• Key point. Financial commitments made by a church to a staff member are legally enforceable only if the church receives something of value ('consideration') in return for its commitments.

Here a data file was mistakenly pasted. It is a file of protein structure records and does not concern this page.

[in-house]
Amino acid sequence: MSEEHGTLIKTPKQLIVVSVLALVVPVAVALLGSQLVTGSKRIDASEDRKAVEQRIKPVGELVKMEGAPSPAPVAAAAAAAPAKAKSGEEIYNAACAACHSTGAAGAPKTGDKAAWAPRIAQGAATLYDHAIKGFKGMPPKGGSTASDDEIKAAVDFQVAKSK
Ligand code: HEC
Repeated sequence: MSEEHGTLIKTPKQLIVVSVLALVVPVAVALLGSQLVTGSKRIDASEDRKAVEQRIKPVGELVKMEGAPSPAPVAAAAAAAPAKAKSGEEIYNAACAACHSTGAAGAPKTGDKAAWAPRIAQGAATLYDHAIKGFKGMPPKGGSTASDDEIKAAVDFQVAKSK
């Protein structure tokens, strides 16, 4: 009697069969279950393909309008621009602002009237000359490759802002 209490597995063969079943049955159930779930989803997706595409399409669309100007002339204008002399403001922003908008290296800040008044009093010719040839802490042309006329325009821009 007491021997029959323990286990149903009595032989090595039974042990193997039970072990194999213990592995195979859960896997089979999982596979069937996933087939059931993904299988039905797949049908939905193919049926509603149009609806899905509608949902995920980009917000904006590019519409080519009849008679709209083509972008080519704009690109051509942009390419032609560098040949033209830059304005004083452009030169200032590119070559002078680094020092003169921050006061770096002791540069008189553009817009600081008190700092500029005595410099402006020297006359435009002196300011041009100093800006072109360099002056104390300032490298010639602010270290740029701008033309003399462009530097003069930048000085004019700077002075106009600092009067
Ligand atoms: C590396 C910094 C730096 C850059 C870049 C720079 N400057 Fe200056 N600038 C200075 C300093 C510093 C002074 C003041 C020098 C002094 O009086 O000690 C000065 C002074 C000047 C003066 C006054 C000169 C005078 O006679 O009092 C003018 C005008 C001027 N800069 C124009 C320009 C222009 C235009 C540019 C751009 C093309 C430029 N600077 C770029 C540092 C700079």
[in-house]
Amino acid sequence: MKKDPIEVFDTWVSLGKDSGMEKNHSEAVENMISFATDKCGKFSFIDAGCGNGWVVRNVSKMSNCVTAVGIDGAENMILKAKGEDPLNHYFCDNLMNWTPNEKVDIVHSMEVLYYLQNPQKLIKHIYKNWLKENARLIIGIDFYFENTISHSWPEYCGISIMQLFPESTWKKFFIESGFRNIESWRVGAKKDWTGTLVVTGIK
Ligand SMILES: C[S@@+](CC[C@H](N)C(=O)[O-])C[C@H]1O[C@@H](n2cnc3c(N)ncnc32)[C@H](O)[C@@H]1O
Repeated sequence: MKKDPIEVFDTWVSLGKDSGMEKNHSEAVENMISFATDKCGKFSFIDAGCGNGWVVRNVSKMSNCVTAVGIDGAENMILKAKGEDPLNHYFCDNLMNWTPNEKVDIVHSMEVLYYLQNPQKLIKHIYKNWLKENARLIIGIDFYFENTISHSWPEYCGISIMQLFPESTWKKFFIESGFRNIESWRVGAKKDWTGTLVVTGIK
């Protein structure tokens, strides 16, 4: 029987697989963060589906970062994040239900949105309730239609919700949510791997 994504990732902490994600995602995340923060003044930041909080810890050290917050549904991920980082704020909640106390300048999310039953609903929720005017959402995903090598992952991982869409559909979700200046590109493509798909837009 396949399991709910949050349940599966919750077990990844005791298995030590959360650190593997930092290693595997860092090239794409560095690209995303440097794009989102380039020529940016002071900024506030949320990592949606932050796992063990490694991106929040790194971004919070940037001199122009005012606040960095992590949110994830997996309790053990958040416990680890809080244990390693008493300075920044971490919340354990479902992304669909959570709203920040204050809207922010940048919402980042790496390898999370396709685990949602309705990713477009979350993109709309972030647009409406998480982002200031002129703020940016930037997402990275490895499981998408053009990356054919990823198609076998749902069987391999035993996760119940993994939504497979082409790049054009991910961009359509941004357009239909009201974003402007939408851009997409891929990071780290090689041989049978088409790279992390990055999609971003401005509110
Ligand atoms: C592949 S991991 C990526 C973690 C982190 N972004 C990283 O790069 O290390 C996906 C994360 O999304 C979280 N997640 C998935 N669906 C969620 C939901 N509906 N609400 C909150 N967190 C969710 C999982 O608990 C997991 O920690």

* A Tennessee court ruled that a church's decision to make biweekly payments to a former pastor's widow was unenforceable since the church received nothing of value ('consideration') in return for its commitment, and therefore the church's decision to discontinue making the payments did not amount to a breach of contract. In 1981 Pastor Dave began his tenure as senior pastor at a Baptist church (the "church"). He served in this capacity until his death in 1995. In return for his services, the church paid Pastor Dave a salary as well as various fringe benefits such as cell phone services, beeper services, lawn services, and vehicle maintenance. At Pastor Dave's request, the church orally agreed to provide most of these benefits directly to his wife (Darla). Before his death, Pastor Dave spoke to several deacons of the church and asked the church to provide for his wife if the church was able to do so. The church responded by entering into an agreement with Darla in which it agreed to provide her with $785 on the first and third Sunday every month until 2010 and would provide lawn services for her residence. Pursuant to the agreement, Darla would receive these benefits until one of two terminating events occurred: (1) her death; or (2) she remarried. However, if she remarried within five years of the inception of the contract, she would continue to receive these benefits for five years. If she remarried after five years, she would no longer receive any benefits.